Patterns of primary beam non-redundancy in close-packed 21 cm array observations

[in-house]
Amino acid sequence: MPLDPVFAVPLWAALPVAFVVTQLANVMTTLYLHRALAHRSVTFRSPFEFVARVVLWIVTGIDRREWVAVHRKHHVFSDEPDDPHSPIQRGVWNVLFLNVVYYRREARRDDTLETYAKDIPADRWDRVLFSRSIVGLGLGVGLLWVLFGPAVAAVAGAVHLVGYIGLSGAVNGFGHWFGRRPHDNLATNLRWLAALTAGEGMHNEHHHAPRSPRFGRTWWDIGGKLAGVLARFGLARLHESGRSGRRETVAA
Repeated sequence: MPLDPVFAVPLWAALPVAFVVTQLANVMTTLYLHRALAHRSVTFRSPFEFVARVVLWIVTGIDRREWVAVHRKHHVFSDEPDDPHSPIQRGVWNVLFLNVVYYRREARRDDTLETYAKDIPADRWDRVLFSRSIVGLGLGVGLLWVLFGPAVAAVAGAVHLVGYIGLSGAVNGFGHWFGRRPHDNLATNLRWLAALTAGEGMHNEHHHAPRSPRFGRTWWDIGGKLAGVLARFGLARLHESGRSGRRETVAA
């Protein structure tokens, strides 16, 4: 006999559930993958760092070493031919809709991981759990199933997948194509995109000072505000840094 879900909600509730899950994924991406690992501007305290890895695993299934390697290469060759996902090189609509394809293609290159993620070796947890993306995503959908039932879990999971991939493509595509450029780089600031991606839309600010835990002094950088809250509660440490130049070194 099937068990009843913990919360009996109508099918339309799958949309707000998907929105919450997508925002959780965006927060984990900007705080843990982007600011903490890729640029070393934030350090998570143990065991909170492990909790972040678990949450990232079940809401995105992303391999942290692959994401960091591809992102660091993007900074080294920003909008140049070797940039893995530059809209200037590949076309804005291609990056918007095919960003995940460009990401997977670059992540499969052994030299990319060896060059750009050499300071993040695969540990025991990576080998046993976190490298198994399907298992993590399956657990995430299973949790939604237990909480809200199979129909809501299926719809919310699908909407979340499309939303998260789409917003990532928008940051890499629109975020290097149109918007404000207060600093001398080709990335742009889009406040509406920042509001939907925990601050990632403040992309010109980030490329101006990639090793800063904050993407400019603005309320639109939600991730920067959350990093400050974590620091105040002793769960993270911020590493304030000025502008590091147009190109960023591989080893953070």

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Radio interferometer arrays such as HERA consist of many close-packed dishes arranged in a regular pattern, giving rise to a large number of ‘redundant’ baselines with the same length and orientation. Since identical baselines should see an identical sky signal, this provides a way of finding a relative gain/bandpass calibration without needing an explicit sky model. In reality, there are many reasons why baselines will not be exactly identical, giving rise to a host of effects that spoil the redundancy of the array and induce spurious structure in the calibration solutions if not accounted for. In this paper, we seek to build an understanding of how differences in the primary beam response between antennas affect redundantly calibrated interferometric visibilities and their resulting frequency (delay-space) power spectra. We use simulations to study several generic types of primary beam variation, including differences in the width of the main lobe, the angular and frequency structure of the sidelobes, and the beam ellipticity and orientation.